Moving into an independent senior living community can be one of the most rewarding choices you’ll ever make. Still, it can also be highly stressful and overwhelming, especially if you’re moving to a new city or have medical needs that require special attention. Fortunately, there are steps you can take to make the transition into your new home as seamless as possible, and we’ve put together this list of the top tips and tricks to guide you through the process of moving into an independent senior living community.
Find a Senior Living Community Where You’d Like to Live
Think carefully about your preferences and priorities. You might be a big fan of modern amenities or prefer a small homelike setting. You may want to be near your family or have easy access to public transportation. Just don’t make any final decisions too quickly; give yourself time to shop around. Before long, you’ll have a shortlist of potential senior living communities that suit all your needs—and one that will feel like home.
Discover Assisted Living’s Mission and Purpose
Take a tour of each community you are considering. Ask questions, and be sure to talk with residents if they are willing to share their experiences. It’s important that you find a place where your loved one feels comfortable, safe, and respected as an individual who will also have access to all of his or her own independence.
Research Any Special Needs
If your loved one has special needs, investigate whether any of these can be met at specific senior living communities. You might also consider taking a look at assisted living, which can provide extra help for individuals who need it but may not require full-time care from a medical professional.
Look at Community Cleanliness
Not all living communities are created equal. When you tour a community, you’ll want to pay special attention to cleanliness. Don’t be afraid to ask questions about each community’s policies, services, and procedures; in some cases, you may have to do a little research on your own. Factors like flooring, doorways, and walls will tell you a lot about how things are cleaned and maintained over time. Larger communities tend to clean better than smaller ones because they have more team members on-hand—and larger communities are typically older with more established maintenance practices.
Friendliness of Caregivers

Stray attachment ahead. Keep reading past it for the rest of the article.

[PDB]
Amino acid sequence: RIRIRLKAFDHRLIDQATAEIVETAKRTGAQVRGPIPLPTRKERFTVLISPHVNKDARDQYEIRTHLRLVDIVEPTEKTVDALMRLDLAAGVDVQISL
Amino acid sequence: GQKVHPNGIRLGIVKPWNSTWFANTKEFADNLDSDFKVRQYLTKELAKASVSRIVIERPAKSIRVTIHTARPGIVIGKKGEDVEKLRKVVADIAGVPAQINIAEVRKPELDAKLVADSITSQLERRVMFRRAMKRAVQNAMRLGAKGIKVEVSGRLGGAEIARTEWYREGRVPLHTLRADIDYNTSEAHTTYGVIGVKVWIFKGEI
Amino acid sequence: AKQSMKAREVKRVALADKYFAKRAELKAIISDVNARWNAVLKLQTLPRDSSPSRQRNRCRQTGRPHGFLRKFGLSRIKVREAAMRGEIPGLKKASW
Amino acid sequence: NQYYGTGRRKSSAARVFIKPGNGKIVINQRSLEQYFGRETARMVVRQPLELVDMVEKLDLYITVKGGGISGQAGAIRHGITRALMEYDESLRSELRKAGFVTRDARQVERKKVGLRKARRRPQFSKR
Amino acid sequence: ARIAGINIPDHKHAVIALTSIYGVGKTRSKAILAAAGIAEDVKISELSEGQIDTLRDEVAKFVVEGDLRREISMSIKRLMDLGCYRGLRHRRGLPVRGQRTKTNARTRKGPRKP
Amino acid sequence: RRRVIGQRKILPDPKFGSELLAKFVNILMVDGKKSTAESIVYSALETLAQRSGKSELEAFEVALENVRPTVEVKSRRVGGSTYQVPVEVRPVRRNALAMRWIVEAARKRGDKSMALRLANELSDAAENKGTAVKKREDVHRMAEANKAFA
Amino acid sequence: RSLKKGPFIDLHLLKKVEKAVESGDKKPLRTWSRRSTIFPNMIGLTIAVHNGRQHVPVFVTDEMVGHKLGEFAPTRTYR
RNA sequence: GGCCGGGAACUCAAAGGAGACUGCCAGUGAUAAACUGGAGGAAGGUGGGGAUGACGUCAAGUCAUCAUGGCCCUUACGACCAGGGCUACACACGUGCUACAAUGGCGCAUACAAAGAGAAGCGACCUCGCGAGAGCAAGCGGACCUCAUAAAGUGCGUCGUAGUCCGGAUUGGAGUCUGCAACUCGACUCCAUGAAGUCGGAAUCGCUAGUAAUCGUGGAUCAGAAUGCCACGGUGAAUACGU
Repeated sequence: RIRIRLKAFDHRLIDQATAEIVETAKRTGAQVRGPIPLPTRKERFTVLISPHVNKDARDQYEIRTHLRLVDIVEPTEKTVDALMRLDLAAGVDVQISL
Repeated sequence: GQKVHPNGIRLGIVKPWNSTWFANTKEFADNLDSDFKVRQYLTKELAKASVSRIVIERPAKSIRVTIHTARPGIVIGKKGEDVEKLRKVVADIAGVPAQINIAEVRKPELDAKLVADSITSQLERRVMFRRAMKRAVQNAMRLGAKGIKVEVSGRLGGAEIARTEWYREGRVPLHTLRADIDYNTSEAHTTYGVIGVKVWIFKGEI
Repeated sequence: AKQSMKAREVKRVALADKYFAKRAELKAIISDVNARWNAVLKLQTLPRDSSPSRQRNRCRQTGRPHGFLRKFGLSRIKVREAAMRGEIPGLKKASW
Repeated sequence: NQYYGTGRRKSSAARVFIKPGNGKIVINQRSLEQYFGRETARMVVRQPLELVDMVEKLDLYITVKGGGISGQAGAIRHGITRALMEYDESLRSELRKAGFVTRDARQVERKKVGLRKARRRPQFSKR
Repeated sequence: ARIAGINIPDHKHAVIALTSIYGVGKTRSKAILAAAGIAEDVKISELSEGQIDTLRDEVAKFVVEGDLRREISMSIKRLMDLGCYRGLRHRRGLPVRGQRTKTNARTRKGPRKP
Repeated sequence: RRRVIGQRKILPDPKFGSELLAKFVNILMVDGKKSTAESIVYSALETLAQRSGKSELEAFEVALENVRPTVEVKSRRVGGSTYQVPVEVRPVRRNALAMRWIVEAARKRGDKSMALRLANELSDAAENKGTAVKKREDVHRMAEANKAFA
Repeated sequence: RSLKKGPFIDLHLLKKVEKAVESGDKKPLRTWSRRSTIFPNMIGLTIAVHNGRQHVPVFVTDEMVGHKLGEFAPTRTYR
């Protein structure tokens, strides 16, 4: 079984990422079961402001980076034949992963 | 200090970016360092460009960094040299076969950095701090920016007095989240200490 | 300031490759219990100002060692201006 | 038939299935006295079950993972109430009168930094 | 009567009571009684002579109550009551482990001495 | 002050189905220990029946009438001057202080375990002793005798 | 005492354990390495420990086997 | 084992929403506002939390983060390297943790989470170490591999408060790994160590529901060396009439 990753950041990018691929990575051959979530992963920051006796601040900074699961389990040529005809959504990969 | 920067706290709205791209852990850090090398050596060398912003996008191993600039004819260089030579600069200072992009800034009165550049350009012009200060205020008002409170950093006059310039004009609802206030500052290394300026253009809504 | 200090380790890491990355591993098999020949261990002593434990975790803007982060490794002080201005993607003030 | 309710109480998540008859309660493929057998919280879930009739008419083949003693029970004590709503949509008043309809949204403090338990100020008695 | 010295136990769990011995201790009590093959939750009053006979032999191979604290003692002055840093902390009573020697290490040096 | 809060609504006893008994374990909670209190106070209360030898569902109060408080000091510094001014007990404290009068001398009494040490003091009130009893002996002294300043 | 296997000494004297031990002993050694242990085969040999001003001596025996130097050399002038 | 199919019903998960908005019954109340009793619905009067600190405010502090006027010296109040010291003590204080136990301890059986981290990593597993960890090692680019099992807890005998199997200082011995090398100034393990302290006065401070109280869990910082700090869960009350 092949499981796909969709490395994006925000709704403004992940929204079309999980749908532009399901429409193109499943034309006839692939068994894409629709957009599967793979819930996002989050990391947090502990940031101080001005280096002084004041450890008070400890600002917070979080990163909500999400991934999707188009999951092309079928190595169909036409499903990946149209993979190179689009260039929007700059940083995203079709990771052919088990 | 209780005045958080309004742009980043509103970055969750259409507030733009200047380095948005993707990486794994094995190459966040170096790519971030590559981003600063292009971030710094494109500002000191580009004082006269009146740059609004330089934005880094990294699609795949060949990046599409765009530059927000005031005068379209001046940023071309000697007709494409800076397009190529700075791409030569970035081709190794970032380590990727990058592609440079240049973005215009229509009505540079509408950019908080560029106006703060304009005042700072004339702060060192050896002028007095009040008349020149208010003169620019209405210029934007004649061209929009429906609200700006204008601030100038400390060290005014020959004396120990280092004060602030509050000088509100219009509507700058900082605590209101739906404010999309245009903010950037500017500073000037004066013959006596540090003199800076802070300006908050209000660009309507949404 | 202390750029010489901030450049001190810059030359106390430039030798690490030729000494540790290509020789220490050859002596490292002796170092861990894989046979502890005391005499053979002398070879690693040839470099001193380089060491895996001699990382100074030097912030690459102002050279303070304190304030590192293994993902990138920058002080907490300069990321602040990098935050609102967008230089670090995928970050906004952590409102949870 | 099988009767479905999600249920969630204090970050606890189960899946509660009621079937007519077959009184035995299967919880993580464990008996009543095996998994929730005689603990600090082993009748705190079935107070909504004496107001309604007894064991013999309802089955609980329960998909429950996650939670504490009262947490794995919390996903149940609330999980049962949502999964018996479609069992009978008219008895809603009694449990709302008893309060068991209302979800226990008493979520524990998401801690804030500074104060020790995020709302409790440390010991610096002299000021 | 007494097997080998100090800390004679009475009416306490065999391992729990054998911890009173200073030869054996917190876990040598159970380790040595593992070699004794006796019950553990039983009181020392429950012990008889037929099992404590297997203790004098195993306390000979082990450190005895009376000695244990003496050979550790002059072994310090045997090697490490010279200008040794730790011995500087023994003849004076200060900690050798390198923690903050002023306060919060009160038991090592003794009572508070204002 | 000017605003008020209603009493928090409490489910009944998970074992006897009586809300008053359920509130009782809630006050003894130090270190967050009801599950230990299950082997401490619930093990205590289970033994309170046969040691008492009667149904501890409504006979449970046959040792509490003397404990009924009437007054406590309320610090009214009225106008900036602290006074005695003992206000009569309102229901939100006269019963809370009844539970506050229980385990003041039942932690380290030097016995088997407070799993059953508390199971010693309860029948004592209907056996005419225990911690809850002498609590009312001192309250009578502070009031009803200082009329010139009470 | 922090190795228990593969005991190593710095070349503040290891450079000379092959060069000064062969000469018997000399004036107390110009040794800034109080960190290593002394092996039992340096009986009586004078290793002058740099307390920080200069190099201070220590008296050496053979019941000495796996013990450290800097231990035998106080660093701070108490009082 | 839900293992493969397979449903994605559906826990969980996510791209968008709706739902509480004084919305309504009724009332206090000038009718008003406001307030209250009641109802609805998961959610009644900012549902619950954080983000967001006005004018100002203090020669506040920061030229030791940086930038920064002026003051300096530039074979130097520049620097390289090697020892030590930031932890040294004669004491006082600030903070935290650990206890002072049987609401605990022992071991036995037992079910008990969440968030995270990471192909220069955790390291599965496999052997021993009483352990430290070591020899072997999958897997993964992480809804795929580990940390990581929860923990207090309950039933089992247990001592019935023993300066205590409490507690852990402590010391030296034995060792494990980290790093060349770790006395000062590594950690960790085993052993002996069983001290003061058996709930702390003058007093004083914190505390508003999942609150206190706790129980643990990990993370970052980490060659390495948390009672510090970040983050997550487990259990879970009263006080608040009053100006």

If you’re moving into a senior living community and plan to continue working, it’s worth doing some research on whether or not employees are friendly. Obviously, you want people willing to help you with your daily needs and adjust their schedules to accommodate your fluctuating physical abilities. However, there will also be times when it may be necessary for you to take a break from work in order to recuperate. If your needs aren’t met with understanding caretakers, then it may be time to find another place that better fits your preferences.
Learn What Assisted Living Communities Have to Offer
They come in a wide variety of types. You might want to choose one that offers memory care services. This is a type of assisted living community that can deal with people who have Alzheimer’s or dementia, and it is more costly than regular communities. Some living communities are tailored toward people with disabilities, and they’re called adult family homes. When you select a community to move into, it helps if you know what type of service they offer beforehand, as it may help you make your final decision regarding where to live.
Find Out What Assisted Living Options Are Available
There are several different types of senior living communities to consider when moving in. These include independent living communities, which are made up of low-maintenance apartments for Golden-age adults without 24-hour supervision. There’s also assisted living, which can come with perks like housekeeping, restaurant meals, and daily exercise classes. If you don’t mind putting your personal needs into someone else’s hands, there are memory care options that specialize in caring for people with Alzheimer’s disease or other conditions that cause dementia. Then there are congregate residences, which provide a mix of independent and assisted living services to individuals who want to live on their own but require help from time to time with everyday tasks such as cooking and cleaning.